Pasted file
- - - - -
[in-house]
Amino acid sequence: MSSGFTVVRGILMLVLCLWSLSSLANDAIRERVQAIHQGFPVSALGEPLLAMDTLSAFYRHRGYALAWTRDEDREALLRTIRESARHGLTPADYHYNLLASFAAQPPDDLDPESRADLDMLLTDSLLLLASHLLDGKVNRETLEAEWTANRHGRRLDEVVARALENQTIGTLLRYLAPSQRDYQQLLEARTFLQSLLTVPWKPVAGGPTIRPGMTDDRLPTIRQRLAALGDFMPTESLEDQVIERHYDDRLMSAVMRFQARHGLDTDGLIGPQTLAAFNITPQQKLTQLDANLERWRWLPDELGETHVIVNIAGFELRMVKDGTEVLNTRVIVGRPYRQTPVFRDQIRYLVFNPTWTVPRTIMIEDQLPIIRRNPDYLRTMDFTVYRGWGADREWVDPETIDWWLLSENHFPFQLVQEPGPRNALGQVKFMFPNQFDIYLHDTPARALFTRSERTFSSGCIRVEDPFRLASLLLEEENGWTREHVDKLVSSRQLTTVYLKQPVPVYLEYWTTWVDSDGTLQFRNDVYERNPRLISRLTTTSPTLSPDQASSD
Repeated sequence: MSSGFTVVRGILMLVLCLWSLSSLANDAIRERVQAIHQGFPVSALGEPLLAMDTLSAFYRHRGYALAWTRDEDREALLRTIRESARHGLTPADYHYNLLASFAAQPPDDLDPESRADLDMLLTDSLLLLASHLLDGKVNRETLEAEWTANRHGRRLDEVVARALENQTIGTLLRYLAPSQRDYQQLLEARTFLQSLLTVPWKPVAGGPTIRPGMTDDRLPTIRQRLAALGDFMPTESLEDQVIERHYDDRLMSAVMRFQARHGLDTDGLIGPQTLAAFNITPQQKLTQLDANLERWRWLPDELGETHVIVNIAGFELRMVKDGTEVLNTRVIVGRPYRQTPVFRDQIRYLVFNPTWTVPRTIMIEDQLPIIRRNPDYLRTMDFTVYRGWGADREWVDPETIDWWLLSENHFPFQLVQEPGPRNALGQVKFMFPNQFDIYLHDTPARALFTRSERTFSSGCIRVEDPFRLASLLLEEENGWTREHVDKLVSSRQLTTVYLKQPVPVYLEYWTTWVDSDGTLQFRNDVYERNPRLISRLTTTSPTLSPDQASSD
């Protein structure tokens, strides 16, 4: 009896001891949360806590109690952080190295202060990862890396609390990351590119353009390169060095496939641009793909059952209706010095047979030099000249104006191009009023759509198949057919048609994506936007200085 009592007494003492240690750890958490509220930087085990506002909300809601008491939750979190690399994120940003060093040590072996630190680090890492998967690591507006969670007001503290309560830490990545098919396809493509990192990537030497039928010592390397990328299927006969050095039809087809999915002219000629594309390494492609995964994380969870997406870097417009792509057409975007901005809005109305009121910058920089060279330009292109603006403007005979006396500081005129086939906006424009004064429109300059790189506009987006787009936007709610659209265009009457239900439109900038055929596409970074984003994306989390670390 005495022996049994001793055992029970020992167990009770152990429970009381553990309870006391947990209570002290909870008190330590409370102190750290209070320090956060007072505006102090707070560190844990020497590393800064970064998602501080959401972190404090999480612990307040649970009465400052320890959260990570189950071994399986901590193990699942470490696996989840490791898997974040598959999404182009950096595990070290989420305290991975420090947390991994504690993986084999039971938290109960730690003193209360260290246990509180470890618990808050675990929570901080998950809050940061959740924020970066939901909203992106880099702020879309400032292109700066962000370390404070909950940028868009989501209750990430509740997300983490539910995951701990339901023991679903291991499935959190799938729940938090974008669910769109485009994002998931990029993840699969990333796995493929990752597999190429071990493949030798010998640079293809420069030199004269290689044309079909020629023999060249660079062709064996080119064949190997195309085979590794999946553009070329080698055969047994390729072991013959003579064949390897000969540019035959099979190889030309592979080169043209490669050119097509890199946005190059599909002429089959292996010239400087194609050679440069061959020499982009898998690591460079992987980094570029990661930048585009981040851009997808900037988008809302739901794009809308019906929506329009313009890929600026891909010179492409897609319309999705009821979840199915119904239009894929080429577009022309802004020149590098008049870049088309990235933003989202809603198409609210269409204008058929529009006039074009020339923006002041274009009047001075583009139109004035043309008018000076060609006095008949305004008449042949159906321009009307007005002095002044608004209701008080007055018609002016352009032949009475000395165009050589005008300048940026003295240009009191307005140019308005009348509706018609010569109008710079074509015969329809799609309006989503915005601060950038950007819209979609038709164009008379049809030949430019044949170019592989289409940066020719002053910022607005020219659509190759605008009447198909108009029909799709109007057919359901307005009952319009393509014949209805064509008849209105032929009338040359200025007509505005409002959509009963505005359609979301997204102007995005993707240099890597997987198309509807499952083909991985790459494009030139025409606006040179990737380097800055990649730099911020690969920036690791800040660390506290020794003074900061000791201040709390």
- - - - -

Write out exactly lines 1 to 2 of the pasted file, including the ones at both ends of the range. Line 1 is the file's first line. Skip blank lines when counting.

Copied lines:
[in-house]
Amino acid sequence: MSSGFTVVRGILMLVLCLWSLSSLANDAIRERVQAIHQGFPVSALGEPLLAMDTLSAFYRHRGYALAWTRDEDREALLRTIRESARHGLTPADYHYNLLASFAAQPPDDLDPESRADLDMLLTDSLLLLASHLLDGKVNRETLEAEWTANRHGRRLDEVVARALENQTIGTLLRYLAPSQRDYQQLLEARTFLQSLLTVPWKPVAGGPTIRPGMTDDRLPTIRQRLAALGDFMPTESLEDQVIERHYDDRLMSAVMRFQARHGLDTDGLIGPQTLAAFNITPQQKLTQLDANLERWRWLPDELGETHVIVNIAGFELRMVKDGTEVLNTRVIVGRPYRQTPVFRDQIRYLVFNPTWTVPRTIMIEDQLPIIRRNPDYLRTMDFTVYRGWGADREWVDPETIDWWLLSENHFPFQLVQEPGPRNALGQVKFMFPNQFDIYLHDTPARALFTRSERTFSSGCIRVEDPFRLASLLLEEENGWTREHVDKLVSSRQLTTVYLKQPVPVYLEYWTTWVDSDGTLQFRNDVYERNPRLISRLTTTSPTLSPDQASSD